abstract = "Orthopedics is a hands-on specialty requiring direct physical contact between the practitioner and the patient. This is true in all orthopedic settings, including outpatients, surgery, trauma and emergency, and rehabilitation. It is not surprising therefore that telemedicine applications in the field of orthopedics have lagged behind other medical specialties such as pathology and radiology, which are readily amenable to remote delivery via technology. Despite these challenges, steady progress has been made to overcome the many technological and practical barriers. This work is driven by the many potential benefits of telemedicine applications such as improving access to services; optimizing the timing, intensity, and sequencing of intervention; and reducing the costs and time associated with traveling to health services [1]. Telemedicine applications in orthopedics cover a wide range of services, including diagnostics, remote monitoring of progress, education for patients and their care providers, clinical training, and therapeutic intervention. This chapter will outline the state of the art of telemedicine practice and research in the four main orthopedic settings: outpatient orthopedics, trauma and emergency orthopedics, surgery, and rehabilitation (Figure 20.1). For each of these settings we present relevant research that has described and/or evaluated how telemedicine has been used, provided an overview of the range of telemedicine technologies that have been used, reported the main findings of these studies, and highlighted where further research is needed. [Chapter Introduction]",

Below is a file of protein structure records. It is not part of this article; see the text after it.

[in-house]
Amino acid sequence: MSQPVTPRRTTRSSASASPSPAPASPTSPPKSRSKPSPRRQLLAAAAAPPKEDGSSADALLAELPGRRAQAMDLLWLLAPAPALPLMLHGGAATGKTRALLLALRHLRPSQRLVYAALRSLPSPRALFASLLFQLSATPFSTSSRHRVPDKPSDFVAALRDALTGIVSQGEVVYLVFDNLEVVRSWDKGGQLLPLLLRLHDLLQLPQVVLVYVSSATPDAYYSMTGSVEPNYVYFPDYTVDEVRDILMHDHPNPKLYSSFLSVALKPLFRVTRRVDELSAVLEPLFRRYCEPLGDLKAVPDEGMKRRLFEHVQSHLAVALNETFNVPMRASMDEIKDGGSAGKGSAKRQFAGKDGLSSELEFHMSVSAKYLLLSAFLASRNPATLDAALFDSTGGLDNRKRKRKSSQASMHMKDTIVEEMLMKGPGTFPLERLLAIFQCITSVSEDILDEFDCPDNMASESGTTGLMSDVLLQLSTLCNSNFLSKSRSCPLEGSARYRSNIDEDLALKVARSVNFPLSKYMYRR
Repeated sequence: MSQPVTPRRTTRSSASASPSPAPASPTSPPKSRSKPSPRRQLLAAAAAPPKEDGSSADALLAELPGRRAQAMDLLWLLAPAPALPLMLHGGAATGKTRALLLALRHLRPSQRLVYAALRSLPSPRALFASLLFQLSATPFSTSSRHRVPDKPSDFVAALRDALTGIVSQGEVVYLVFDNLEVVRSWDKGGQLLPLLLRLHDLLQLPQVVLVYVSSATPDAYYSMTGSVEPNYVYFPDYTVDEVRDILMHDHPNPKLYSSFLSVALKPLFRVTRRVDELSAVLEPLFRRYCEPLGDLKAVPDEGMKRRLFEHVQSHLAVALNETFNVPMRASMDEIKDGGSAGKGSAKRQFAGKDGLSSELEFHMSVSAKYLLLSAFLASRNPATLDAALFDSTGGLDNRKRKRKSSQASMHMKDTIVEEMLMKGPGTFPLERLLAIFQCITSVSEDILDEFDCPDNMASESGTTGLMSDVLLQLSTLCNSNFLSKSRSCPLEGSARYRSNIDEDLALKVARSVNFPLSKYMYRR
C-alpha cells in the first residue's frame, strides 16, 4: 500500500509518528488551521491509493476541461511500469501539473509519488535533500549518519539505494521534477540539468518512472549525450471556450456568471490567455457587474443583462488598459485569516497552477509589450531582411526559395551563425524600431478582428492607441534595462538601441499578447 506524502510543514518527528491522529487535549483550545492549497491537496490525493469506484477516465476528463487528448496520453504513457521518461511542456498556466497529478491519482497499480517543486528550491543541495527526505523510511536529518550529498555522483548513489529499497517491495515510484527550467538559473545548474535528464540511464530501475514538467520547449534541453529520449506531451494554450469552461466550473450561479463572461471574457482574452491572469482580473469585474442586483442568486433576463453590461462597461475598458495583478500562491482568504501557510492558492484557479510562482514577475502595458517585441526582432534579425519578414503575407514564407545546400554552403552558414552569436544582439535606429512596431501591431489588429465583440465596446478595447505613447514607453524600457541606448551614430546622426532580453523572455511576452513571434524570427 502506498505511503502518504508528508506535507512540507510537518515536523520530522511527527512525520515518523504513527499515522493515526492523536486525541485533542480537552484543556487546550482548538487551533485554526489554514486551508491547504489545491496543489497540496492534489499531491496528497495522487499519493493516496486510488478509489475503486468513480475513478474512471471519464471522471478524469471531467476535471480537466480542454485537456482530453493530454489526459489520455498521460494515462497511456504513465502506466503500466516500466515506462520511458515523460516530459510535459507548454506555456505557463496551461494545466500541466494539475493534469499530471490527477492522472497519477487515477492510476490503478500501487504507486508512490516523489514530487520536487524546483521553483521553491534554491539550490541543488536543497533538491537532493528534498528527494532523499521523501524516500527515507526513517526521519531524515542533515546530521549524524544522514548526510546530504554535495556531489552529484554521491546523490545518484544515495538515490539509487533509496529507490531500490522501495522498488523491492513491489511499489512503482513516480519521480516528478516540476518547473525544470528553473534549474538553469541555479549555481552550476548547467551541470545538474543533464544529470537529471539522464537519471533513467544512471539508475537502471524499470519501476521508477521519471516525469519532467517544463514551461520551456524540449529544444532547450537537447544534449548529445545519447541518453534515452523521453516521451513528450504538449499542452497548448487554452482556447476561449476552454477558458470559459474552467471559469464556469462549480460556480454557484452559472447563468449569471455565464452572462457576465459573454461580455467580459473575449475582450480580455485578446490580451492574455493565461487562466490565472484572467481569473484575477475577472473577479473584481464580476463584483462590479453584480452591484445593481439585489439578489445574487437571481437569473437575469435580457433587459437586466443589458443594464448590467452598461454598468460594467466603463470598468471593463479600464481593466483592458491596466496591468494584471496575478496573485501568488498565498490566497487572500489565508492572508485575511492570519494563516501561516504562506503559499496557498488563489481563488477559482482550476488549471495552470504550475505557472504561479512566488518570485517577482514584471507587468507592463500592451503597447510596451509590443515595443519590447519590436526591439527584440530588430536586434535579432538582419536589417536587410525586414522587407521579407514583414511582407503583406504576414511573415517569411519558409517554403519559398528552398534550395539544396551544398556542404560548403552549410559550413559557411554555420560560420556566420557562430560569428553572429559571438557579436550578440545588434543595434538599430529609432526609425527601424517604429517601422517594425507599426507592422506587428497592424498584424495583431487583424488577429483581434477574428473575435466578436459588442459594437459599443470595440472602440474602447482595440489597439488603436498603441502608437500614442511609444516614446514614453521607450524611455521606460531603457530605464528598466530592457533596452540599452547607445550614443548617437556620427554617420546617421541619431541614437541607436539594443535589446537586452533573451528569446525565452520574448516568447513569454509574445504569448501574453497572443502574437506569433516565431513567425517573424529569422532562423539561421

author = "Trevor Russell and Hoffmann, {Tammy C}",
year = "2010",
language = "English",
isbn = "9781607839972",
pages = "291--301",
editor = "Rifat Latifi",
booktitle = "Telemedicine for trauma, emergencies and disaster management",
publisher = "Artech House",

}

Russell, T & Hoffmann, TC 2010, Telemedicine in orthopedics. in R Latifi (ed.), Telemedicine for trauma, emergencies and disaster management. Artech House, Boston, MA, United States, pp. 291-301.

Telemedicine in orthopedics. / Russell, Trevor; Hoffmann, Tammy C.

Telemedicine for trauma, emergencies and disaster management. ed. / Rifat Latifi. Boston, MA, United States : Artech House, 2010. p. 291-301.

Research output: Chapter in Book/Report/Conference proceedingChapterResearchpeer-review

TY - CHAP

T1 - Telemedicine in orthopedics

AU - Russell, Trevor

AU - Hoffmann, Tammy C

PY - 2010

Y1 - 2010